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Migrant Workers Are Expected To Begin Sending Less Money Home

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Jason Hopkins Immigration and politics reporter
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Remittances, the money that migrant workers send back to their families in their home countries, are expected to fall globally by well over $100 billion amid the economic downturn caused by the coronavirus pandemic.

Remittances to low- and middle-income countries are expected to drop by nearly 20% in 2020 because of the worldwide coronavirus crisis, according to an analysis by the World Bank. The decline in these money transfers — due largely because of the fall in employment and wages of migrant employees — is anticipated to be one of the biggest drops in recent history.

A reliable and significant source of external income for the developing world, the plummet of remittances is expected to hit the most vulnerable populations across the globe.

“Remittances are a vital source of income for developing countries. The ongoing economic recession caused by COVID-19 is taking a severe toll on the ability to send money home and makes it all the more vital that we shorten the time to recovery for advanced economies,” World Bank Group president David Malpass said in a statement released Wednesday.

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(AFP-OUT) U.S. President Donald Trump shakes hands with Under Secretary of the Treasury for International Affairs David Malpass during a Roosevelt Room event at the White House February 6, 2019 in Washington, DC. (Photo by Alex Wong/Getty Images)

“Remittances help families afford food, health care, and basic needs. As the World Bank Group implements fast, broad action to support countries, we are working to keep remittance channels open and safeguard the poorest communities’ access to these most basic needs,” Malpass continued.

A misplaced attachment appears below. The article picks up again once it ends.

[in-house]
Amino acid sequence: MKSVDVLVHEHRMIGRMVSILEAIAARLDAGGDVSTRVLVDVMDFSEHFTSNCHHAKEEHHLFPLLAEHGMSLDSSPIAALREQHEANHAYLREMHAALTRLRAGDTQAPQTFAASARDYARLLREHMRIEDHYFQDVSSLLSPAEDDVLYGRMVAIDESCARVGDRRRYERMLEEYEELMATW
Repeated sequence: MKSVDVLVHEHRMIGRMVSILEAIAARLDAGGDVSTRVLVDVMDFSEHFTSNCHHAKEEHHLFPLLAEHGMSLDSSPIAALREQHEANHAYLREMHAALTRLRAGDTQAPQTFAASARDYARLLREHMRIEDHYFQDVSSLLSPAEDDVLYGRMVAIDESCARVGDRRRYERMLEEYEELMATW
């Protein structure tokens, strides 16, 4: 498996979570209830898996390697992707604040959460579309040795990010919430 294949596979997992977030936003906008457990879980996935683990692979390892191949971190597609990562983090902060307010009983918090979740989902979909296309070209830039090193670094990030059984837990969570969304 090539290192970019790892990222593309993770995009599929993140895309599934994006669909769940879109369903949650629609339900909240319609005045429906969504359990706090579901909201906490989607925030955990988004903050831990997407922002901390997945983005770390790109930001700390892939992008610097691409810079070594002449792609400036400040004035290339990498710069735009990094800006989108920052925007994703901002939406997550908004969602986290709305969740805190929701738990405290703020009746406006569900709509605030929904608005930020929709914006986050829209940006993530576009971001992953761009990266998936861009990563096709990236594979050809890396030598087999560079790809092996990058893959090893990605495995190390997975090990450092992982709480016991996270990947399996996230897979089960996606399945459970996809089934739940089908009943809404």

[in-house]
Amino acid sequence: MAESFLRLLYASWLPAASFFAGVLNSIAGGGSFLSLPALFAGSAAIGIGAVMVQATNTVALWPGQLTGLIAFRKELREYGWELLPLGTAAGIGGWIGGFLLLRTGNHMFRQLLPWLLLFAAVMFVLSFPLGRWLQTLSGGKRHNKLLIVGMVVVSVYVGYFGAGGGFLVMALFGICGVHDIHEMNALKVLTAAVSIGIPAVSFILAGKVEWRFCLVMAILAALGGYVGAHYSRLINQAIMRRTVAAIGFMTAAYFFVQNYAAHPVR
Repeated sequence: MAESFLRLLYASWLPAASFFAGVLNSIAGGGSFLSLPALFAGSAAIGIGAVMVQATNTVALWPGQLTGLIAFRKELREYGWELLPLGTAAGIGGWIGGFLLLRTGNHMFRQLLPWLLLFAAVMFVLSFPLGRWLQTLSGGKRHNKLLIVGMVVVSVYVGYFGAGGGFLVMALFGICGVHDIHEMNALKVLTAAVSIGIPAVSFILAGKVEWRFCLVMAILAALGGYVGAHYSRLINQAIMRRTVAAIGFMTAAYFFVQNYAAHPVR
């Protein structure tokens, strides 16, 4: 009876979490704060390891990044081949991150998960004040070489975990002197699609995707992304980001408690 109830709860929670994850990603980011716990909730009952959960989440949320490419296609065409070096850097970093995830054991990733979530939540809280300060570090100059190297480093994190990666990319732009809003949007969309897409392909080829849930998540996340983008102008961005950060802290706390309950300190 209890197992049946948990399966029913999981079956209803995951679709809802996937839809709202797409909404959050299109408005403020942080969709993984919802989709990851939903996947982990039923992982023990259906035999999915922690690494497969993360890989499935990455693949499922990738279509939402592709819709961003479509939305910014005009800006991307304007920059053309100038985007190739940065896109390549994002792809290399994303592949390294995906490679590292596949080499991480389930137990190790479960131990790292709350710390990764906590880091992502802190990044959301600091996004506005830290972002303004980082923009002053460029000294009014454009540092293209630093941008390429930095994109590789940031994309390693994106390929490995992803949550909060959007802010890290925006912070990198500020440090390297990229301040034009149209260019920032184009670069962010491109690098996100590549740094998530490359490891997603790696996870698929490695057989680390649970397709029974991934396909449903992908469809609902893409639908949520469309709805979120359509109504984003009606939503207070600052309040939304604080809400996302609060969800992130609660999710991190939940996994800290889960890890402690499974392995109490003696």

Global remittances are expected to fall to $572 billion in 2020, down from $714 billion in 2019.

There are roughly 270 million individuals who work outside of their home countries, a World Bank spokesman told Reuters, revealing the immense prevalence of international employment. Many of these workers will face reduced wages or job loss altogether as coronavirus spurs a global recession.

Leaders of developing countries are already bracing for the fallout. The president of Mexico earlier in April, for example, implored his countrymen working in the United States to continue sending checks home despite the setbacks.

Mexican President Andrés Manuel López Obrador encouraged workers employed up North to “not stop helping their relatives in Mexico, although they are also going through a difficult situation, but do not stop thinking as they have done: always about their loved ones.”

Mexican analysts predict remittances from the United States to fall by 17% in 2020, and won’t reach 2019 levels again until possibly as late as 2028 — a reflection of how long it could take for the world to recover from the economic downturn.

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